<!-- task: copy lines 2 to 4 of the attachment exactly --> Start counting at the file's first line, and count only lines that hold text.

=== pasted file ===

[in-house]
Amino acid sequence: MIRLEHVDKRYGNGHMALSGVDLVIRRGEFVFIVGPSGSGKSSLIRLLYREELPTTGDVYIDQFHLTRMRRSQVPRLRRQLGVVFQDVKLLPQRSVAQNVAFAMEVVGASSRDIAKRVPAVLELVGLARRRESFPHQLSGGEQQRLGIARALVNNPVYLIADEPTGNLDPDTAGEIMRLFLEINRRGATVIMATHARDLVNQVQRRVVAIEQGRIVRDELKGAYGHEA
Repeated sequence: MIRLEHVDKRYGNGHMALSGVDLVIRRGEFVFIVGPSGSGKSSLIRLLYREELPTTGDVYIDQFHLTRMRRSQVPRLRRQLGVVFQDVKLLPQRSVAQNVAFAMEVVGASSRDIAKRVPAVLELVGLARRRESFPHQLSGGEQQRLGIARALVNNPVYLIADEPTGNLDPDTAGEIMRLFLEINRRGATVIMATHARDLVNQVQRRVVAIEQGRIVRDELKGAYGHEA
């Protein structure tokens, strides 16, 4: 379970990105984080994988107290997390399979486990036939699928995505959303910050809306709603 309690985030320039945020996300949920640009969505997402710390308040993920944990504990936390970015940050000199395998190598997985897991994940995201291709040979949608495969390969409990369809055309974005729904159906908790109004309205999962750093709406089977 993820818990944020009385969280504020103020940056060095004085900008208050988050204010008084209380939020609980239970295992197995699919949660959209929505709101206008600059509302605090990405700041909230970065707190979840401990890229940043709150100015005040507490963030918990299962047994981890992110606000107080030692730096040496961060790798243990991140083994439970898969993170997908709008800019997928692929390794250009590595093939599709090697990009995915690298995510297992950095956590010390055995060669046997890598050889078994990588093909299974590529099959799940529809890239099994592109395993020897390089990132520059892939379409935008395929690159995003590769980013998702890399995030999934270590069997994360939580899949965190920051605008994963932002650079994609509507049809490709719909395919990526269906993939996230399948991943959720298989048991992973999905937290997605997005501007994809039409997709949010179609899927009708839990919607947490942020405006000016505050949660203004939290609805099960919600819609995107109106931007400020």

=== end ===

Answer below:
Amino acid sequence: MIRLEHVDKRYGNGHMALSGVDLVIRRGEFVFIVGPSGSGKSSLIRLLYREELPTTGDVYIDQFHLTRMRRSQVPRLRRQLGVVFQDVKLLPQRSVAQNVAFAMEVVGASSRDIAKRVPAVLELVGLARRRESFPHQLSGGEQQRLGIARALVNNPVYLIADEPTGNLDPDTAGEIMRLFLEINRRGATVIMATHARDLVNQVQRRVVAIEQGRIVRDELKGAYGHEA
Repeated sequence: MIRLEHVDKRYGNGHMALSGVDLVIRRGEFVFIVGPSGSGKSSLIRLLYREELPTTGDVYIDQFHLTRMRRSQVPRLRRQLGVVFQDVKLLPQRSVAQNVAFAMEVVGASSRDIAKRVPAVLELVGLARRRESFPHQLSGGEQQRLGIARALVNNPVYLIADEPTGNLDPDTAGEIMRLFLEINRRGATVIMATHARDLVNQVQRRVVAIEQGRIVRDELKGAYGHEA
């Protein structure tokens, strides 16, 4: 379970990105984080994988107290997390399979486990036939699928995505959303910050809306709603 309690985030320039945020996300949920640009969505997402710390308040993920944990504990936390970015940050000199395998190598997985897991994940995201291709040979949608495969390969409990369809055309974005729904159906908790109004309205999962750093709406089977 993820818990944020009385969280504020103020940056060095004085900008208050988050204010008084209380939020609980239970295992197995699919949660959209929505709101206008600059509302605090990405700041909230970065707190979840401990890229940043709150100015005040507490963030918990299962047994981890992110606000107080030692730096040496961060790798243990991140083994439970898969993170997908709008800019997928692929390794250009590595093939599709090697990009995915690298995510297992950095956590010390055995060669046997890598050889078994990588093909299974590529099959799940529809890239099994592109395993020897390089990132520059892939379409935008395929690159995003590769980013998702890399995030999934270590069997994360939580899949965190920051605008994963932002650079994609509507049809490709719909395919990526269906993939996230399948991943959720298989048991992973999905937290997605997005501007994809039409997709949010179609899927009708839990919607947490942020405006000016505050949660203004939290609805099960919600819609995107109106931007400020």